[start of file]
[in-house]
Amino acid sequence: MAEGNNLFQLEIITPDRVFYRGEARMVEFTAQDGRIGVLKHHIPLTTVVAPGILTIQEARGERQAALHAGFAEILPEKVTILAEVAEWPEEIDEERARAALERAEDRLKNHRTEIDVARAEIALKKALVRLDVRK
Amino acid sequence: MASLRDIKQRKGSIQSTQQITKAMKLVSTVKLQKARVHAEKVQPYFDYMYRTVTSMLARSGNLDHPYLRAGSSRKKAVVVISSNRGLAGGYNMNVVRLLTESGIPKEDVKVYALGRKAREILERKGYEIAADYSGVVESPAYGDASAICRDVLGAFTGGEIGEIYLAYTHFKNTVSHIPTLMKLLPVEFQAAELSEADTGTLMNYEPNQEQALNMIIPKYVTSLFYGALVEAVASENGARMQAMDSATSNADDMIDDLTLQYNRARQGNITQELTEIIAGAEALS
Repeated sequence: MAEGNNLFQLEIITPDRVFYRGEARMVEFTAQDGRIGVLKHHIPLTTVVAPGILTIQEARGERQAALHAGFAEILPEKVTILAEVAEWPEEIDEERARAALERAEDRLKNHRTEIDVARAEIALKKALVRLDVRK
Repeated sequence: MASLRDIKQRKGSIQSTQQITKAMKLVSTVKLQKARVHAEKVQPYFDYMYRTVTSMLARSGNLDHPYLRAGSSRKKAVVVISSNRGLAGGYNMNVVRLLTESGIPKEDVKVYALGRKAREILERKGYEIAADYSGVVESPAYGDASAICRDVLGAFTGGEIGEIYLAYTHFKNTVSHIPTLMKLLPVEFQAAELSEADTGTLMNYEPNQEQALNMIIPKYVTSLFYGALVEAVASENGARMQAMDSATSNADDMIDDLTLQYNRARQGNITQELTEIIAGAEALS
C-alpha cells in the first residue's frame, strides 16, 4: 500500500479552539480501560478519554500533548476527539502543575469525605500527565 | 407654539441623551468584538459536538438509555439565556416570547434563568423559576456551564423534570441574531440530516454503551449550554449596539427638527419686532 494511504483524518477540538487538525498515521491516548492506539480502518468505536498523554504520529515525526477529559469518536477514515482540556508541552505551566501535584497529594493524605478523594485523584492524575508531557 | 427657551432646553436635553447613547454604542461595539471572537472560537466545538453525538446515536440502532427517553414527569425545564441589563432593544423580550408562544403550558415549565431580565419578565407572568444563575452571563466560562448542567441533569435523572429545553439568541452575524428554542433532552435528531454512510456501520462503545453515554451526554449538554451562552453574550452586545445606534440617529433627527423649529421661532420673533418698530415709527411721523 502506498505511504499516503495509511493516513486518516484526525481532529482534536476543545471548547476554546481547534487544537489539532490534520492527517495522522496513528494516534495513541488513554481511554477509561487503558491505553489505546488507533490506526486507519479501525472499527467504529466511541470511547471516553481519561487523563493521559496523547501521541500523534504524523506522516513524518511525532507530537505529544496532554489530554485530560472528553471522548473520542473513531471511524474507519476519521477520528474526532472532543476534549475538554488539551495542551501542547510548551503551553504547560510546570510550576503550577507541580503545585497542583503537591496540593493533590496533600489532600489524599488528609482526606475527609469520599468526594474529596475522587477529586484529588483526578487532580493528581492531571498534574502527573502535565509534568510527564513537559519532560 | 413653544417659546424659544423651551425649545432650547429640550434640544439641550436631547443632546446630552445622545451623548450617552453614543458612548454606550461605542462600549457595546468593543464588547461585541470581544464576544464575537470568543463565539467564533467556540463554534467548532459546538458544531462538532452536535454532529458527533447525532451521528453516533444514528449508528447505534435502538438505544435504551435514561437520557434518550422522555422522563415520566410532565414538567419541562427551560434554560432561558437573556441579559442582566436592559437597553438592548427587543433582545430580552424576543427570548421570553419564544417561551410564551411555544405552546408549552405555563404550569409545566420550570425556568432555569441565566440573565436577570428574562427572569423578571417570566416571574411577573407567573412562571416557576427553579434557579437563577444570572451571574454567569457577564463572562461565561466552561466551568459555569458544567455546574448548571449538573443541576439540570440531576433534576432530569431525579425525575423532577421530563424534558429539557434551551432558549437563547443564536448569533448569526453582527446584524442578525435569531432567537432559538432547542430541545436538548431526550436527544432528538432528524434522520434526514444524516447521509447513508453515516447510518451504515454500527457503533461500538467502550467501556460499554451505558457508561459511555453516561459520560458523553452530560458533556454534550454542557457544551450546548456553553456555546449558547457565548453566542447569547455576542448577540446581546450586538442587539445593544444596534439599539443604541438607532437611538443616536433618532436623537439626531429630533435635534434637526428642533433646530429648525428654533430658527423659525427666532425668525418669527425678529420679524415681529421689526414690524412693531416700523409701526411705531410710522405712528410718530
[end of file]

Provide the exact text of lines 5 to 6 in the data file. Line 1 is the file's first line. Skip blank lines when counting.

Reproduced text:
Repeated sequence: MASLRDIKQRKGSIQSTQQITKAMKLVSTVKLQKARVHAEKVQPYFDYMYRTVTSMLARSGNLDHPYLRAGSSRKKAVVVISSNRGLAGGYNMNVVRLLTESGIPKEDVKVYALGRKAREILERKGYEIAADYSGVVESPAYGDASAICRDVLGAFTGGEIGEIYLAYTHFKNTVSHIPTLMKLLPVEFQAAELSEADTGTLMNYEPNQEQALNMIIPKYVTSLFYGALVEAVASENGARMQAMDSATSNADDMIDDLTLQYNRARQGNITQELTEIIAGAEALS
C-alpha cells in the first residue's frame, strides 16, 4: 500500500479552539480501560478519554500533548476527539502543575469525605500527565 | 407654539441623551468584538459536538438509555439565556416570547434563568423559576456551564423534570441574531440530516454503551449550554449596539427638527419686532 494511504483524518477540538487538525498515521491516548492506539480502518468505536498523554504520529515525526477529559469518536477514515482540556508541552505551566501535584497529594493524605478523594485523584492524575508531557 | 427657551432646553436635553447613547454604542461595539471572537472560537466545538453525538446515536440502532427517553414527569425545564441589563432593544423580550408562544403550558415549565431580565419578565407572568444563575452571563466560562448542567441533569435523572429545553439568541452575524428554542433532552435528531454512510456501520462503545453515554451526554449538554451562552453574550452586545445606534440617529433627527423649529421661532420673533418698530415709527411721523 502506498505511504499516503495509511493516513486518516484526525481532529482534536476543545471548547476554546481547534487544537489539532490534520492527517495522522496513528494516534495513541488513554481511554477509561487503558491505553489505546488507533490506526486507519479501525472499527467504529466511541470511547471516553481519561487523563493521559496523547501521541500523534504524523506522516513524518511525532507530537505529544496532554489530554485530560472528553471522548473520542473513531471511524474507519476519521477520528474526532472532543476534549475538554488539551495542551501542547510548551503551553504547560510546570510550576503550577507541580503545585497542583503537591496540593493533590496533600489532600489524599488528609482526606475527609469520599468526594474529596475522587477529586484529588483526578487532580493528581492531571498534574502527573502535565509534568510527564513537559519532560 | 413653544417659546424659544423651551425649545432650547429640550434640544439641550436631547443632546446630552445622545451623548450617552453614543458612548454606550461605542462600549457595546468593543464588547461585541470581544464576544464575537470568543463565539467564533467556540463554534467548532459546538458544531462538532452536535454532529458527533447525532451521528453516533444514528449508528447505534435502538438505544435504551435514561437520557434518550422522555422522563415520566410532565414538567419541562427551560434554560432561558437573556441579559442582566436592559437597553438592548427587543433582545430580552424576543427570548421570553419564544417561551410564551411555544405552546408549552405555563404550569409545566420550570425556568432555569441565566440573565436577570428574562427572569423578571417570566416571574411577573407567573412562571416557576427553579434557579437563577444570572451571574454567569457577564463572562461565561466552561466551568459555569458544567455546574448548571449538573443541576439540570440531576433534576432530569431525579425525575423532577421530563424534558429539557434551551432558549437563547443564536448569533448569526453582527446584524442578525435569531432567537432559538432547542430541545436538548431526550436527544432528538432528524434522520434526514444524516447521509447513508453515516447510518451504515454500527457503533461500538467502550467501556460499554451505558457508561459511555453516561459520560458523553452530560458533556454534550454542557457544551450546548456553553456555546449558547457565548453566542447569547455576542448577540446581546450586538442587539445593544444596534439599539443604541438607532437611538443616536433618532436623537439626531429630533435635534434637526428642533433646530429648525428654533430658527423659525427666532425668525418669527425678529420679524415681529421689526414690524412693531416700523409701526411705531410710522405712528410718530